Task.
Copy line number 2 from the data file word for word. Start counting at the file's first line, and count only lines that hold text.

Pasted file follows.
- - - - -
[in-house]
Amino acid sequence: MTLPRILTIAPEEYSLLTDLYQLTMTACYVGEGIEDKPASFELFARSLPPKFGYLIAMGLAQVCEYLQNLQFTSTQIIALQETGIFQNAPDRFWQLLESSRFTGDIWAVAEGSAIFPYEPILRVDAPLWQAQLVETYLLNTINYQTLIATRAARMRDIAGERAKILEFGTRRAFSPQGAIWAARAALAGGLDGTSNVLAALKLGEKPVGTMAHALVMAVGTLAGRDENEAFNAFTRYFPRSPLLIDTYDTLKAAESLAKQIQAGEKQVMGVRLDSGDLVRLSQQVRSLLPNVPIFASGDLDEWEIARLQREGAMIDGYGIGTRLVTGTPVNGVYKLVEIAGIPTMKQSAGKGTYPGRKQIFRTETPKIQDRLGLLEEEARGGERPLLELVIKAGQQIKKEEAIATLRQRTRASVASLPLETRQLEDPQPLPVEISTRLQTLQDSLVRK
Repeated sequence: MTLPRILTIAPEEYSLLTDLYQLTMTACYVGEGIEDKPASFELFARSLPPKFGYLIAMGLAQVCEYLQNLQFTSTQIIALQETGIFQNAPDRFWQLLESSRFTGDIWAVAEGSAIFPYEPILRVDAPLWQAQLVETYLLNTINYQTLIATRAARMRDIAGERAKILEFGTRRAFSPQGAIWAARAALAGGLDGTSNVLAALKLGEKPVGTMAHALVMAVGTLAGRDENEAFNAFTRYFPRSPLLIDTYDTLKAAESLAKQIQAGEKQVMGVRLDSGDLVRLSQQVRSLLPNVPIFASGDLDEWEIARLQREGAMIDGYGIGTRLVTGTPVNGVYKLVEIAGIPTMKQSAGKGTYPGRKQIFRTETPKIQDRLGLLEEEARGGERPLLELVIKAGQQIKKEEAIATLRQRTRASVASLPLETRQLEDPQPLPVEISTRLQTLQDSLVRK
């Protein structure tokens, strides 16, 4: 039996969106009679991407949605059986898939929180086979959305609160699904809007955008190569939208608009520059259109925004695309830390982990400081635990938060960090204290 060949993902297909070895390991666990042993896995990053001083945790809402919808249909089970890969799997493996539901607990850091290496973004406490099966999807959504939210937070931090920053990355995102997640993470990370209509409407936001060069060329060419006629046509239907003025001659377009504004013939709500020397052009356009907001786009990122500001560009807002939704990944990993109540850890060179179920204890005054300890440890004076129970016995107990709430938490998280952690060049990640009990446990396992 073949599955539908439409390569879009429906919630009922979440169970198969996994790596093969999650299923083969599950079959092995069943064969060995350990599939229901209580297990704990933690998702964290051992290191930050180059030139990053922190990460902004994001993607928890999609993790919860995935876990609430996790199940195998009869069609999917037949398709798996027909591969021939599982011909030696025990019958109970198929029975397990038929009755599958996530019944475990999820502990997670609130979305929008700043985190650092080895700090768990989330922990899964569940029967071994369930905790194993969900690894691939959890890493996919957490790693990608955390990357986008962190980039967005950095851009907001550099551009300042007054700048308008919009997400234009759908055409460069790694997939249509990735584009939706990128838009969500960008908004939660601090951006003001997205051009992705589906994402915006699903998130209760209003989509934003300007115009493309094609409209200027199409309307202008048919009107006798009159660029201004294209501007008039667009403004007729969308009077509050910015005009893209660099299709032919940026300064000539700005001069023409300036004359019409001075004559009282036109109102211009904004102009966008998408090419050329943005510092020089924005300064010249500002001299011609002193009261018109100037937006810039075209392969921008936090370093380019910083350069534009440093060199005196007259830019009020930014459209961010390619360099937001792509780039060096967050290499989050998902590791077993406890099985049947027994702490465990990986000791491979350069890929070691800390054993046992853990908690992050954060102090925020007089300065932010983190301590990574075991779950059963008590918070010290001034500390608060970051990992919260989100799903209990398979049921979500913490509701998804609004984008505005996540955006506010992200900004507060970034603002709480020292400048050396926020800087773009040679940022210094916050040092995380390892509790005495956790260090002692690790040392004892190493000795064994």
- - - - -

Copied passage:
Amino acid sequence: MTLPRILTIAPEEYSLLTDLYQLTMTACYVGEGIEDKPASFELFARSLPPKFGYLIAMGLAQVCEYLQNLQFTSTQIIALQETGIFQNAPDRFWQLLESSRFTGDIWAVAEGSAIFPYEPILRVDAPLWQAQLVETYLLNTINYQTLIATRAARMRDIAGERAKILEFGTRRAFSPQGAIWAARAALAGGLDGTSNVLAALKLGEKPVGTMAHALVMAVGTLAGRDENEAFNAFTRYFPRSPLLIDTYDTLKAAESLAKQIQAGEKQVMGVRLDSGDLVRLSQQVRSLLPNVPIFASGDLDEWEIARLQREGAMIDGYGIGTRLVTGTPVNGVYKLVEIAGIPTMKQSAGKGTYPGRKQIFRTETPKIQDRLGLLEEEARGGERPLLELVIKAGQQIKKEEAIATLRQRTRASVASLPLETRQLEDPQPLPVEISTRLQTLQDSLVRK